Key to this is the fact that the dish’s all-important spices (curry powder and garam masala, both store bought) receive a powerful flavor boost thanks to a quick toasting in a dry skillet. In fact, this technique worked so well that many days after placing the mixture in a pan on my stovetop, both my apartment and the hallway beyond it continue to smell like an Indian bazaar (Alfredo is still lighting candles and spraying Febreze to try and eliminate the odor). So in other words, crank up the fan and open the windows before you try this at home, or be prepared to endure endless cracks from your neighbors!
Still, that fragrance bomb was a hint of things to come, particularly once the toasted spices were added to a sauté of garlic, ginger, chile, tomato paste, and onion. Together these ingredients form a muscular flavor base, and one that effectively works its way into the potatoes, the cauliflower, and the chickpeas — which here function as the “meat” of the dish. A can of diced tomatoes (pureed in the food processor) and a little water provide the stew with some all-important moisture, while a splash of heavy cream or coconut milk introduced in the final minutes functions as a thickening agent for the sauce and gives it a kind of silky consistency (don’t stress over which liquid you use, as the addition is purely about texture, not flavor). Served atop some basmati rice and alongside a few spoonfuls of mango chutney and suddenly I was in the presence of a dish that cast being vegetarian in a whole new light — one that had nothing to do with balancing out a pileup of dietary sins, but purely with eating well.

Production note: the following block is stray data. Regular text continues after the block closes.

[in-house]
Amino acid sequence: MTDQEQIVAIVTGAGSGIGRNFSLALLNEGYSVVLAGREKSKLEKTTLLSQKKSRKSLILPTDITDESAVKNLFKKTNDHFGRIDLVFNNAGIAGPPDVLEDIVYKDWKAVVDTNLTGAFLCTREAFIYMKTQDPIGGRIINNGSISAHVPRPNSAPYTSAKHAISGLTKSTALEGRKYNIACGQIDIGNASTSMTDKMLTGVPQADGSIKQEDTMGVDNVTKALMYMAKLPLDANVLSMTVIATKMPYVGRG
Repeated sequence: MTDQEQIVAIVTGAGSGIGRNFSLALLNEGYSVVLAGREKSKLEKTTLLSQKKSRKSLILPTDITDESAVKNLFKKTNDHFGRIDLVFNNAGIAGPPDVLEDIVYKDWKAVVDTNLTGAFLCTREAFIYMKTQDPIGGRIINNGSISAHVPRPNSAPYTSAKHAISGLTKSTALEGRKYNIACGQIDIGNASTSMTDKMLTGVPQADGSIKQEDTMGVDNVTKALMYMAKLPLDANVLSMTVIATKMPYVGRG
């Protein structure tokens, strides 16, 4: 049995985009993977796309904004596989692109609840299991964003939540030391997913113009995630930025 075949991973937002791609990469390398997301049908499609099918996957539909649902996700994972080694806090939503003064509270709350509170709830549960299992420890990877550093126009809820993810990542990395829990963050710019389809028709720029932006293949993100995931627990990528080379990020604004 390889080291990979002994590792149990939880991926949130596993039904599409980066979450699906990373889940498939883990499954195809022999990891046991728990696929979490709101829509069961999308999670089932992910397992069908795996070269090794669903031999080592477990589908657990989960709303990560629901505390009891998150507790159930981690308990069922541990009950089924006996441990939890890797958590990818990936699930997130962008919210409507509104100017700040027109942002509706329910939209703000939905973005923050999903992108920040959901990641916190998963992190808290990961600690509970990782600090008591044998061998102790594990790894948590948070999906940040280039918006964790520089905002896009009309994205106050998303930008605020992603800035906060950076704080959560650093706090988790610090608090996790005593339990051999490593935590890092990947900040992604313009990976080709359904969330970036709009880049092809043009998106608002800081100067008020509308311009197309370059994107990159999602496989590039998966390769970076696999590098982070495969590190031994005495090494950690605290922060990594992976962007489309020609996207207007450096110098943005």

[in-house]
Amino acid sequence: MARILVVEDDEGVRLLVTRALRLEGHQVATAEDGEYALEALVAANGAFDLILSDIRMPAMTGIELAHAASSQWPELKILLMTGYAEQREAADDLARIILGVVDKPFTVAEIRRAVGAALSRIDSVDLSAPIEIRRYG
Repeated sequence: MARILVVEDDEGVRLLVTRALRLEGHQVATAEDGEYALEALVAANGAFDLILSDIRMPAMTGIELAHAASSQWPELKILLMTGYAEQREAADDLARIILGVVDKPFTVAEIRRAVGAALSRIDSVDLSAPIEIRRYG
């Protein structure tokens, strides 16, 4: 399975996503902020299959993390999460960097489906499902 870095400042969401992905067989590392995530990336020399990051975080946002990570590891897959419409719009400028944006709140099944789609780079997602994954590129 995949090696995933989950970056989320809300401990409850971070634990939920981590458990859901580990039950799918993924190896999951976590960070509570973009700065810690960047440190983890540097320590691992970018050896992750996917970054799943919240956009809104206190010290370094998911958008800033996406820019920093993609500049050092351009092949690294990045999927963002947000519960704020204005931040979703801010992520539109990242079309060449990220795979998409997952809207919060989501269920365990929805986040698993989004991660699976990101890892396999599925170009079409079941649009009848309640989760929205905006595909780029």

—2 tbs curry powder
—1 ½ tsp garam masala
—1/4 cup vegetable oil
—2 medium onions
—12 oz red bliss potatoes, scrubbed and cut into 1/2” pieces (about 2 cups)
—3 medium cloves garlic, minced or pressed through a garlic press (about 1 tbs)
—1 tbs finely grated fresh ginger
—1½ Serrano chiles, ribs, seeds, and flesh minced
—1 tbs tomato paste
—1/2 medium head cauliflower, trimmed, cored, and cut into 1” florets (about 4 cups)
—1 (14.5 oz) can diced tomatoes, pulsed in food processor until nearly smooth with ¼” pieces visible
—1 ¼ cups water
—1 (15 oz) can chickpeas, drained and rinsed
—8 oz frozen peas (about 1½ cups)
—1/4 cup heavy cream or coconut milk
Note #1: This curry is moderately spicy when made with one chile; for more heat use an additional half chile. For a mild curry, remove the chile’s ribs and seeds before mincing.
Note #2: The garam masala can be substituted by 2 tsp ground coriander, ½ tsp ground black pepper, ¼ tsp ground cardamom, and ¼ tsp ground cinnamon.
—Toast curry powder and garam masala in small skillet over medium-high heat, stirring constantly, until spices darken slightly and become fragrant, about 1 minute. Remove spices from skillet and set aside.
—Heat 3 tbs oil in a large Dutch oven over medium-high heat until shimmering. Add onions and potatoes and cook, stirring occasionally, until onions are caramelized and potatoes are golden brown on edges, about 10 minutes. (Reduce heat to medium if onions darken too quickly.)
—Reduce heat to medium. Clear center of pan and add remaining tbs. oil, garlic, ginger, chile, and tomato paste; cook, stirring constantly, until fragrant, about 30 seconds. Add toasted spices and cook, stirring constantly, about 1 minute longer. Add cauliflower and cook, stirring constantly, until spices coat florets, about 2 minutes longer.
—Add tomatoes, water, chickpeas, and 1 tsp salt; increase heat to medium-high and bring mixture to boil, scraping bottom of pan with wooden spoon to loosen brown bits. Cover and reduce heat to medium. Simmer briskly, stirring occasionally, until vegetables are tender, 10 to 15 minutes. Stir in peas and cream or coconut milk; continue to cook until heated through, about 2 minutes longer. Adjust seasoning with salt and serve immediately, passing condiments separately.